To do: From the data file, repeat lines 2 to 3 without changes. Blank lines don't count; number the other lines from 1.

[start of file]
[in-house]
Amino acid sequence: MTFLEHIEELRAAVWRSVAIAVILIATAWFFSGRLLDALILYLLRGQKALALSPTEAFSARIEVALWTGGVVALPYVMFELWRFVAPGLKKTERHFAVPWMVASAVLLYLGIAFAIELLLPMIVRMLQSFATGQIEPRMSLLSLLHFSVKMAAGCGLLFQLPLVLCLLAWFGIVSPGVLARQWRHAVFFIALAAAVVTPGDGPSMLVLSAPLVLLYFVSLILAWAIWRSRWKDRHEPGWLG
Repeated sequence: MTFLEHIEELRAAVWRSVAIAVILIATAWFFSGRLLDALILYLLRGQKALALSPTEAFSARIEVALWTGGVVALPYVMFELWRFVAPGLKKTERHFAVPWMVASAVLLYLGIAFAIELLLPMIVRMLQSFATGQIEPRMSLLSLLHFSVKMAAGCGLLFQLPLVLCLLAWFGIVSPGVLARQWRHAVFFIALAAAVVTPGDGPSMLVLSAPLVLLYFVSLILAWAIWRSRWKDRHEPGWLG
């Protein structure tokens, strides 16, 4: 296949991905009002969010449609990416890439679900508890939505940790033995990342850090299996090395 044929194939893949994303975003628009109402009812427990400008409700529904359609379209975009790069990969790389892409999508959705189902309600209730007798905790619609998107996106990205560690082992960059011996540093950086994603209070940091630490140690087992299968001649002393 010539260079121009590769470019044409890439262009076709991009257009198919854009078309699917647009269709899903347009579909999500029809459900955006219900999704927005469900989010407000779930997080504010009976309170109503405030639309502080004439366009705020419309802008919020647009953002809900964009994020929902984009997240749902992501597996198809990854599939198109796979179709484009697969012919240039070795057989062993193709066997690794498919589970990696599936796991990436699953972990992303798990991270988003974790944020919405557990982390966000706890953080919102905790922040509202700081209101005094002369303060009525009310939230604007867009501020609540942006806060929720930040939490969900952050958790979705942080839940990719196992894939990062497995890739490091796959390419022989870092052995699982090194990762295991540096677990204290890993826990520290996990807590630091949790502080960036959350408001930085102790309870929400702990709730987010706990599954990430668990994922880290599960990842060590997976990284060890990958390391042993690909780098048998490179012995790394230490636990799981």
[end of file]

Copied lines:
Amino acid sequence: MTFLEHIEELRAAVWRSVAIAVILIATAWFFSGRLLDALILYLLRGQKALALSPTEAFSARIEVALWTGGVVALPYVMFELWRFVAPGLKKTERHFAVPWMVASAVLLYLGIAFAIELLLPMIVRMLQSFATGQIEPRMSLLSLLHFSVKMAAGCGLLFQLPLVLCLLAWFGIVSPGVLARQWRHAVFFIALAAAVVTPGDGPSMLVLSAPLVLLYFVSLILAWAIWRSRWKDRHEPGWLG
Repeated sequence: MTFLEHIEELRAAVWRSVAIAVILIATAWFFSGRLLDALILYLLRGQKALALSPTEAFSARIEVALWTGGVVALPYVMFELWRFVAPGLKKTERHFAVPWMVASAVLLYLGIAFAIELLLPMIVRMLQSFATGQIEPRMSLLSLLHFSVKMAAGCGLLFQLPLVLCLLAWFGIVSPGVLARQWRHAVFFIALAAAVVTPGDGPSMLVLSAPLVLLYFVSLILAWAIWRSRWKDRHEPGWLG